Artificial intelligence, art, capitalist contradictions


By Justine S., Red Phoenix correspondent, Minnesota.

What is the Marxist-Leninist perspective on Artificial Intelligence (AI) generated art?

Firstly what is art? Bourgeois academics and artists alike tell us that art is beauty, truth, something which captures an idea, something that represents skill, hard work, something valuable that should be paid for.

And what is AI? Capitalist tech enthusiasts like Elon Musk and proselytizers in the crypto-sphere tell us that AI liberates society from bourgeois academics and artists, liberates from snobbery, and gives access to making the highest forms of art for those who lack skill, but who have an idea.

But to the working class — all workers, from the Starbucks barista, to the Uber driver, to the Amazon warehouse worker, and to the youth — AI art is something fun to do on TikTok after clocking out.

As usual, the workers’ perception is closest to the truth. Marxists understand that art – not any one individual piece of art but all art taken together – has a class nature. Our beliefs about what art is, what its value is, are sculpted by capitalists.

We are led to believe that 1) a piece of art belongs exclusively to those who buy it on the market, taking over the legal ownership from the artists themselves (the buyers are often large corporations); 2) art requires talent, and a skill reserved for the chosen few; and 3) a piece of art represents the perfect vision of the artist.

These are capitalist myths. Art defined this way discourages the art of working people from ever seeing the light of day. If you cannot afford the “right materials,” if you aren’t trained in a conservatory, and if your art doesn’t match the aesthetic preferences of the elite, it’s not really art, so they say. Instead they label it as a quirk, maybe a hobby at best. The dances you create for TikTok, the doodles you make on the inside of your notebook, the gut-busting songs you make up with your friends, your coworkers, your comrades — all of it is buried, suppressed. We are made to be ashamed that our art is not good enough. We are told to stop goofing off, to put our heads down and work. Only the art of the elite is valued, distributed, and loved.

We are also told that collaborating with others ruins our individual artistic voice, and isn’t really art. But community is the lifeblood of art. Arts are languages, and it makes no sense at all to have a language that only one person speaks. The elites know this very well because all of their great art is the result of collaboration. George Lucas, Beyonce, Greg Rutkowski: all of their art is the result of great teams of people, built on the languages of people for hundreds of millennia before. Yet their art is sold as a product of their individual mind. With this belief that making art in community is “cheating,” the bourgeoisie sets us up for failure. They ensure our art will never see the light of day. Marxist-Leninists can see a clear parallel to a contradiction inherent in capitalism: exploitative ownership of social production, where one individual or one minority class extracts all of the profits and accolades produced by the working masses.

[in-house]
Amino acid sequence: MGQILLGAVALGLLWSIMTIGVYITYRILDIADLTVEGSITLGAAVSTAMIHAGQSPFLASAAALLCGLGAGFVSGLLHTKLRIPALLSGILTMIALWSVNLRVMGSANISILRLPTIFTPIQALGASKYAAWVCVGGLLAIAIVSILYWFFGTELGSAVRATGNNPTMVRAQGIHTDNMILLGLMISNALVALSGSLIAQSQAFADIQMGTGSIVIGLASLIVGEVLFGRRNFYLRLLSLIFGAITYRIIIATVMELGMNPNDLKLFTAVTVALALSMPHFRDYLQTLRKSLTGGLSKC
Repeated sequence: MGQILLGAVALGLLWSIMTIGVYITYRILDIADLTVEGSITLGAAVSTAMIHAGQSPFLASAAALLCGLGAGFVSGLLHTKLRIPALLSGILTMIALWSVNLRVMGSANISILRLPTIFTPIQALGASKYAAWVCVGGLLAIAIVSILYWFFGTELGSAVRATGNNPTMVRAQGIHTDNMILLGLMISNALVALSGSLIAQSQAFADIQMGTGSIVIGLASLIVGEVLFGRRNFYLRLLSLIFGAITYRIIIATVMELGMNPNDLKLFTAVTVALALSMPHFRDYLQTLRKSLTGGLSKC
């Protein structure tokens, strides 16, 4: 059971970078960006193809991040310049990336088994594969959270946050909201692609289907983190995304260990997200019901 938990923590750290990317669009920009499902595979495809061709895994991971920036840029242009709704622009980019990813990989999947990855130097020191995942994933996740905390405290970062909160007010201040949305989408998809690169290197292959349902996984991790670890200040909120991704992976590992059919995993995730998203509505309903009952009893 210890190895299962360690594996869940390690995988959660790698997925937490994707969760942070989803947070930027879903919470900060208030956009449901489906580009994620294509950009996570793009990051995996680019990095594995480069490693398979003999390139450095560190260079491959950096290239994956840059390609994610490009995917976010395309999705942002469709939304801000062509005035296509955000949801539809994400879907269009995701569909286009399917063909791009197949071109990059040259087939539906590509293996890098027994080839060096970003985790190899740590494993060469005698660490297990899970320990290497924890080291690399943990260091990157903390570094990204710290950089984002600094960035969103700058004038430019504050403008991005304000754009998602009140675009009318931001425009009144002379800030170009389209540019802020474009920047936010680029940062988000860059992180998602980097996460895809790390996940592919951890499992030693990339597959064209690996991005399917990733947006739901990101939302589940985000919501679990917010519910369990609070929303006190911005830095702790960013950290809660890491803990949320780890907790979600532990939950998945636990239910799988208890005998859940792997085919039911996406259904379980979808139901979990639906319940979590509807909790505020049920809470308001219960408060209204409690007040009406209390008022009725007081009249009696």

Promises of democratization from crypto-peddlers like Jeanne Anderson and Elon Musk about AI art only make sense if our art — our proletarian art, our workers’ art — is worthless. It assumes that if we don’t appeal to elite tastes, our art is somehow wrong. These entrepreneurs promise you the results of bourgeois art without any resources or toil, just as they promise that cryptocurrency will make you rich.

They start from a false premise: that mimicking the styles of the bourgeoisie allows you to achieve your liberation and recognition. That you too will be an elite artist. The paradox of their vision of democracy is the belief that all of us can gain access to elite status, and become as rich, as famous, as revered as classical artists, if only it were easier to create “great art.” That belief imbues the popular styles of bourgeoisie with a metaphysical significance – good artists are good because they produce this aesthetic, and if we have access to this aesthetic, we can easily produce good art. But good art is socially determined, dependent on relationships between classes. Constructing bourgeois art as “good” devalues proletarian art.  The only way to gain our liberation, artistically and economically, is for workers to take power, for the taste and language of the proletariat to become the taste and language of society.

Conversely we see the cultural reaction of liberal artists, who claim that AI art devalues the artist, infringes copyright, and is not “real” art because it doesn’t require skill. These same artists will steal folk aesthetics, workers’ art (often Black, Indigenous, Arab, Persian, Indian, and Chinese art styles) to claim that it belongs to them, that they should have the exclusive right to sell it. These liberals simply repeat the ideology of the bourgeoisie of art as a commodity, and moreover never challenge the faux progressiveness of those who promote AI art.

AI-generated art is like any other artistic tool or technology. It has potential in construction and reinterpretation of culture, but is cynically used by capitalists and reactionaries. They suppress proletarian culture and subordinate art to the interests of the bourgeoisie. Only under workers’ control of the means of production can this technology be creatively used in the hands of the proletarian artist.

Categories: Internet, Media & Culture, U.S. News

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